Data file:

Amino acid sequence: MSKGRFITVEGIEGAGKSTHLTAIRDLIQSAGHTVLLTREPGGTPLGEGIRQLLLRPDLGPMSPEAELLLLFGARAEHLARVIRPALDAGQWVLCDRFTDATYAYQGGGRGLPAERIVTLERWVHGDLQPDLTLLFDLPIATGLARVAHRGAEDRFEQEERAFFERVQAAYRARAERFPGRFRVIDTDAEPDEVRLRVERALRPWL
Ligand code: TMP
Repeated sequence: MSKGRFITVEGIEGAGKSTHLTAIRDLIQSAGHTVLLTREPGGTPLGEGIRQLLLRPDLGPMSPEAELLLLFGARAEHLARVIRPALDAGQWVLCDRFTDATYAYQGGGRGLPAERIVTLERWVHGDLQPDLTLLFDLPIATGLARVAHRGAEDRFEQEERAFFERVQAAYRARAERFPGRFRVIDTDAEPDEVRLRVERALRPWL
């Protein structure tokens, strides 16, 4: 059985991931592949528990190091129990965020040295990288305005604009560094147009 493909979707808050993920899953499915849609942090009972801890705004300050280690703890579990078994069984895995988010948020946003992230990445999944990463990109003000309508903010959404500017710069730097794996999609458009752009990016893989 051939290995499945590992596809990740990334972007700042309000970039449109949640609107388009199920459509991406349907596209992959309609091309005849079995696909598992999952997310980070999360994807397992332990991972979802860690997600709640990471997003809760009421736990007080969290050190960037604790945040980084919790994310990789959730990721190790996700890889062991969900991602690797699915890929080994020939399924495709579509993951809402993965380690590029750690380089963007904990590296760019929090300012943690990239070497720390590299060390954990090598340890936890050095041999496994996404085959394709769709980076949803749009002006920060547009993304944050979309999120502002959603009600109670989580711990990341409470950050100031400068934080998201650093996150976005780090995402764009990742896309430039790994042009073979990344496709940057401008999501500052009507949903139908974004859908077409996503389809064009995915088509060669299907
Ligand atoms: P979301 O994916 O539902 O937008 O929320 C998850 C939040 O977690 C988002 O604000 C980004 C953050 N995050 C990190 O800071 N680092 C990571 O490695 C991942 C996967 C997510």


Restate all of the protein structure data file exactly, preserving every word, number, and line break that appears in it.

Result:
Amino acid sequence: MSKGRFITVEGIEGAGKSTHLTAIRDLIQSAGHTVLLTREPGGTPLGEGIRQLLLRPDLGPMSPEAELLLLFGARAEHLARVIRPALDAGQWVLCDRFTDATYAYQGGGRGLPAERIVTLERWVHGDLQPDLTLLFDLPIATGLARVAHRGAEDRFEQEERAFFERVQAAYRARAERFPGRFRVIDTDAEPDEVRLRVERALRPWL
Ligand code: TMP
Repeated sequence: MSKGRFITVEGIEGAGKSTHLTAIRDLIQSAGHTVLLTREPGGTPLGEGIRQLLLRPDLGPMSPEAELLLLFGARAEHLARVIRPALDAGQWVLCDRFTDATYAYQGGGRGLPAERIVTLERWVHGDLQPDLTLLFDLPIATGLARVAHRGAEDRFEQEERAFFERVQAAYRARAERFPGRFRVIDTDAEPDEVRLRVERALRPWL
């Protein structure tokens, strides 16, 4: 059985991931592949528990190091129990965020040295990288305005604009560094147009 493909979707808050993920899953499915849609942090009972801890705004300050280690703890579990078994069984895995988010948020946003992230990445999944990463990109003000309508903010959404500017710069730097794996999609458009752009990016893989 051939290995499945590992596809990740990334972007700042309000970039449109949640609107388009199920459509991406349907596209992959309609091309005849079995696909598992999952997310980070999360994807397992332990991972979802860690997600709640990471997003809760009421736990007080969290050190960037604790945040980084919790994310990789959730990721190790996700890889062991969900991602690797699915890929080994020939399924495709579509993951809402993965380690590029750690380089963007904990590296760019929090300012943690990239070497720390590299060390954990090598340890936890050095041999496994996404085959394709769709980076949803749009002006920060547009993304944050979309999120502002959603009600109670989580711990990341409470950050100031400068934080998201650093996150976005780090995402764009990742896309430039790994042009073979990344496709940057401008999501500052009507949903139908974004859908077409996503389809064009995915088509060669299907
Ligand atoms: P979301 O994916 O539902 O937008 O929320 C998850 C939040 O977690 C988002 O604000 C980004 C953050 N995050 C990190 O800071 N680092 C990571 O490695 C991942 C996967 C997510």